What is the lowest and highest income to qualify for Medicaid?
Medicaid provides health coverage to tens of millions of Americans but the income thresholds to participate in the program vary from state to state.
The Affordable Care Act, increased the income thresholds for Medicaid qualification. Recipients of Medicaid support cannot have an income over that threshold, so upping the level made more people eligible for coverage.
There are currently 10 holdout states that have chosen not to offer their residents the expanded Medicaid program, leaving millions in the “coverage gap”. This is a situation where they earn too little to qualify for subsidized health plans on the Affordable Care Act insurance exchanges, but don’t meet their states income requirements for Medicaid.
A report from the Center on Budget and Policy Priorities. found that nearly another 2 million people would receive Medicaid coverage if those 10 states relented and expanded eligibility. They include Alabama, Florida, Georgia, Kansas, Mississippi, South Carolina, Tennessee, Texas, Wisconsin and Wyoming. North Carolina has yet to implement the adoption of the Medicaid expansion, which is contingent on the enactment of the state budget for 2023-2024.
In 2020 Census Bureau data showed that 28 million people, or around 8.6% of the US population, did not have health insurance at any point during the year, a serious concern during the covid-19 pandemic.
Medicaid income thresholds vary by state
Medicaid is a health insurance program that is funded jointly by federal and state governments which strives to help low-income individuals have access to healthcare. It was established to provide medical coverage to children, parents, pregnant women, the elderly and the disabled who have limited income.
Although the federal government sets some basic ground rules, each state can choose whether to offer more healthcare services than those mandated. The Affordable Care Act allocated funding for states to expand coverage to all adults with income no more than 133% of the Federal Poverty Level (FPL). It also allows 5% of income to be ignored so the threshold is 138% of FPL in reality.
All states, the District of Colombia, and US territories offer Medicaid, although the extent of that participation varies. States can set their own income thresholds higher, or in the case of the non-expansion states lower, than the federal level, meaning that there is no uniform income threshold for Medicaid eligibility.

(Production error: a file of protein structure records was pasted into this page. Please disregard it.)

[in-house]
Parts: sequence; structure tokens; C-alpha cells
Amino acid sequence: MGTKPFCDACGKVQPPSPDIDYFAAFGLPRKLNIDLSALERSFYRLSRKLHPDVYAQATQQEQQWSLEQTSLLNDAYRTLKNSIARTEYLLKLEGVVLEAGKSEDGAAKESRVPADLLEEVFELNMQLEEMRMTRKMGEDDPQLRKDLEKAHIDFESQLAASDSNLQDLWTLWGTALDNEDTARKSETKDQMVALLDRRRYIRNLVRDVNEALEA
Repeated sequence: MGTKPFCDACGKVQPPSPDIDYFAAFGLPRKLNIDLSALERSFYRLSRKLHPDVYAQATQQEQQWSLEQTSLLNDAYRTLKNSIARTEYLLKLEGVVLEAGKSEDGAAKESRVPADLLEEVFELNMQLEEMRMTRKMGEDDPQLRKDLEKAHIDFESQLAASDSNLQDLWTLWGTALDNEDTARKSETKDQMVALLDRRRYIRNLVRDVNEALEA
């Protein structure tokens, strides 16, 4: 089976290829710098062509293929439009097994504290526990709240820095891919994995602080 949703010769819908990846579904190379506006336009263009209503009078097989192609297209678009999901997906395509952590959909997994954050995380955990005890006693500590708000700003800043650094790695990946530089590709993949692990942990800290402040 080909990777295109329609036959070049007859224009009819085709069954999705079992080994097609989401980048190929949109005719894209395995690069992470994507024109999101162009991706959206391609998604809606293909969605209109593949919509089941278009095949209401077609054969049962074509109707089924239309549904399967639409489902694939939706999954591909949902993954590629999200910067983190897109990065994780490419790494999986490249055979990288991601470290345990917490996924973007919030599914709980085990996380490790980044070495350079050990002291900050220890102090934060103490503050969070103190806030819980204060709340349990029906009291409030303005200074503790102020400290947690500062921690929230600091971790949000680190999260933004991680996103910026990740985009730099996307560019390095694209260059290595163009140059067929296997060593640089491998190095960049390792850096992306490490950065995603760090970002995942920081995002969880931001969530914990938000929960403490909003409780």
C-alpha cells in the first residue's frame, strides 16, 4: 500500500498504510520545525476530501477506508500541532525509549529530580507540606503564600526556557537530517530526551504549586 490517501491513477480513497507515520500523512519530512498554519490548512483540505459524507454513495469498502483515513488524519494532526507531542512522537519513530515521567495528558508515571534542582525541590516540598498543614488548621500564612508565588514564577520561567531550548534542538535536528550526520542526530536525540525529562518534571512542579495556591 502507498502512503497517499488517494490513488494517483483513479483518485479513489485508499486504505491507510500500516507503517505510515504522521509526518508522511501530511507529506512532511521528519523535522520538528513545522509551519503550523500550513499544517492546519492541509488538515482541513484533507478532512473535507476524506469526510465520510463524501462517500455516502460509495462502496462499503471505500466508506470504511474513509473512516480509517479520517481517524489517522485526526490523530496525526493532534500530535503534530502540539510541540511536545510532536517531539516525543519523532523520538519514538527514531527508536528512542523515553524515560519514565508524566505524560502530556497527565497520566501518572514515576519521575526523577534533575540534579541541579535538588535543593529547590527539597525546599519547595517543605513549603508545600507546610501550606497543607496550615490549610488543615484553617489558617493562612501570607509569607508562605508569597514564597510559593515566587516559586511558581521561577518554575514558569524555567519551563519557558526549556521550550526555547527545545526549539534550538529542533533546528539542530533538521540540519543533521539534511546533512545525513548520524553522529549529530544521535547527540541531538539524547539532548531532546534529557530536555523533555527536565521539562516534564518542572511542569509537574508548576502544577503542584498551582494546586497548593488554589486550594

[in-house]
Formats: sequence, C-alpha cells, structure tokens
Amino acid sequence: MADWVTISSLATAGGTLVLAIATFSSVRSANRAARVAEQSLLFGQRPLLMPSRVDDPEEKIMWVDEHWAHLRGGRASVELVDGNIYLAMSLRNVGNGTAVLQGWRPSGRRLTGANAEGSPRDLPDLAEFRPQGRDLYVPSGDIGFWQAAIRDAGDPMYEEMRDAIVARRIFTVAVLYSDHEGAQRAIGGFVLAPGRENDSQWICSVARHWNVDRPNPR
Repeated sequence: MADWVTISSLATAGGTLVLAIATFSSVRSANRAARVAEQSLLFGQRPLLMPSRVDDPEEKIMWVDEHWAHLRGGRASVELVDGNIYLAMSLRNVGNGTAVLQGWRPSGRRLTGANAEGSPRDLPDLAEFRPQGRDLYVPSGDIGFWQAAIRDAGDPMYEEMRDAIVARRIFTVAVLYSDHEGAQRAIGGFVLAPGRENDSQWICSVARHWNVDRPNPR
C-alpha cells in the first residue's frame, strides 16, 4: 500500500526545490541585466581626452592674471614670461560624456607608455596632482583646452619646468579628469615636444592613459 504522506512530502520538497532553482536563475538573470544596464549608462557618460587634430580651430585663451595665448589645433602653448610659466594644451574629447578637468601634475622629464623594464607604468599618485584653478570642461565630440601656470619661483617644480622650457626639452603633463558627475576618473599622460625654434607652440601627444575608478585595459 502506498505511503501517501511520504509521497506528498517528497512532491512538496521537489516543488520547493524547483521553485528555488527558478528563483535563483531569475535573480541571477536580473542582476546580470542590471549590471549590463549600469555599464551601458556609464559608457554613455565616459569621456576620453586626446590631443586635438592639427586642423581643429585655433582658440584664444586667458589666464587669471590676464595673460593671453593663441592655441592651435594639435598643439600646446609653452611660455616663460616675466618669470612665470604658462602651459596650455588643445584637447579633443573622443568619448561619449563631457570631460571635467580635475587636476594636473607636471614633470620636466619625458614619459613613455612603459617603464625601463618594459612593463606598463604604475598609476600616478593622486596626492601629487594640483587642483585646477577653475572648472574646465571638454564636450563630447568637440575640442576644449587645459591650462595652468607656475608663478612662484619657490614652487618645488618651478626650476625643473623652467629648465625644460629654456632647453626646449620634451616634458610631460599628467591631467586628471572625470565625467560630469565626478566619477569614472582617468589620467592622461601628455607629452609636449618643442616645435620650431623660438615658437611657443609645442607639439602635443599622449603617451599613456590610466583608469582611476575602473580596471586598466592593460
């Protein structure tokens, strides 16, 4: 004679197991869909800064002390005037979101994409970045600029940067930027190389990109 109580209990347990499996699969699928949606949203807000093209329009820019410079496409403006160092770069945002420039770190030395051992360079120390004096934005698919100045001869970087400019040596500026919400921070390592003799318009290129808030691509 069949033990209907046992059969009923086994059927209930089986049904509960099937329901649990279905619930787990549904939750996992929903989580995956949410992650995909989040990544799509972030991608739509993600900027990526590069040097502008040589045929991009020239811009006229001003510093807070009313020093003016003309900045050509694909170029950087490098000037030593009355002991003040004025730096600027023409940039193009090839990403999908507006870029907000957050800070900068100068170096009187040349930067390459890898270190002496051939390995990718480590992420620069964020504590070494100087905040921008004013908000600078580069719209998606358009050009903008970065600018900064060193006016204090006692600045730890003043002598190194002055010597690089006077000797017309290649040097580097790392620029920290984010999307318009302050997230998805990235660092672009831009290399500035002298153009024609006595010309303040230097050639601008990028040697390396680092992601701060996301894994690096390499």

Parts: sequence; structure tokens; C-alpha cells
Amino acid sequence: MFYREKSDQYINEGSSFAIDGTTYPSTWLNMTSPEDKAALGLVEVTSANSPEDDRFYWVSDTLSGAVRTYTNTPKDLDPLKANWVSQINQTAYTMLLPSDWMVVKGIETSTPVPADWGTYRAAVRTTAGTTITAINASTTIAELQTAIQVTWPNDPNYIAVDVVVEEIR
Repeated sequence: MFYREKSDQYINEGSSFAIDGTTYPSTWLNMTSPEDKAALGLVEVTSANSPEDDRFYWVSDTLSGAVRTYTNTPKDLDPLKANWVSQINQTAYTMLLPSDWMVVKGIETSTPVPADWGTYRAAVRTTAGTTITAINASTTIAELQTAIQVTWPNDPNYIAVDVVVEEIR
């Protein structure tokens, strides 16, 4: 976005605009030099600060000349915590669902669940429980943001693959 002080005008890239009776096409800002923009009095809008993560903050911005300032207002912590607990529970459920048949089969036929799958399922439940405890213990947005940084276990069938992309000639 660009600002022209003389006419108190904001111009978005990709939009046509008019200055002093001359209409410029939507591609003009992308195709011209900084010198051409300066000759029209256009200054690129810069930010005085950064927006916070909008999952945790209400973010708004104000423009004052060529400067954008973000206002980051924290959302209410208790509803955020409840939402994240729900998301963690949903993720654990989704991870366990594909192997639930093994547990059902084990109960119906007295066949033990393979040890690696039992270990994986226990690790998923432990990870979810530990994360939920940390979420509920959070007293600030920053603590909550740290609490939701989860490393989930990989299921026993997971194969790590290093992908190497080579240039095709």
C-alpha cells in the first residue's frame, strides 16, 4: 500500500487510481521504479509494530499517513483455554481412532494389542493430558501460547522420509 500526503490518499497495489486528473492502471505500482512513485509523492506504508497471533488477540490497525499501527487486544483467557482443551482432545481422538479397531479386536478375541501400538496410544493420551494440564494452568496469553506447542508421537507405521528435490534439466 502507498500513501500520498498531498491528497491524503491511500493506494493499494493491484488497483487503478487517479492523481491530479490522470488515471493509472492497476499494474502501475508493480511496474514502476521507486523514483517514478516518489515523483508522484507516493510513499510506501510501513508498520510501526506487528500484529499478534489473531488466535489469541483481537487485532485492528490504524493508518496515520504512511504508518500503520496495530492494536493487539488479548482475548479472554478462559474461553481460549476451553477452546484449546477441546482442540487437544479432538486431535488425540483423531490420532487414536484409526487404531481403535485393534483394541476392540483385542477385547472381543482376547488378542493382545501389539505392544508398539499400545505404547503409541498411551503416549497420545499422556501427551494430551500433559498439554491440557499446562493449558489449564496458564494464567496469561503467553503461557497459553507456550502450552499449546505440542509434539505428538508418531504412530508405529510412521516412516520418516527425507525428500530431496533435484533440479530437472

Federal Poverty Level thresholds to qualify for Medicaid
The Federal Poverty Level is determined by the size of a family for the lower 48 states and the District of Columbia. In 2023 these limits are: $14,580 for a single adult person, $30,000 for a family of four and $50,560 for a family of eight. Under the Medicaid expansion those limits rise to $20,120, $41,400 and $69,772 respectively.
To calculate for larger households, you need to add $5,140 ($7,093) for each additional person in families with nine or more members.
The Federal Poverty Level, which the Department of Health and Human Services determines, is higher in Alaska and Hawaii. The amount is adjusted each year to take into account inflation and takes effect 1 January.
The District of Columbia has the highest income limits for eligibility, set at 221% for a family of three and 215% for all other adults. Texas has the lowest threshold to qualify at 16% for a family of three. Pregnant women and children tend to have much higher income thresholds to qualify.
The income threshold percentage can sometimes depend on the claimant’s employment status, but this is generally waived for certain categories including the elderly, disabled individuals, pregnant women and children.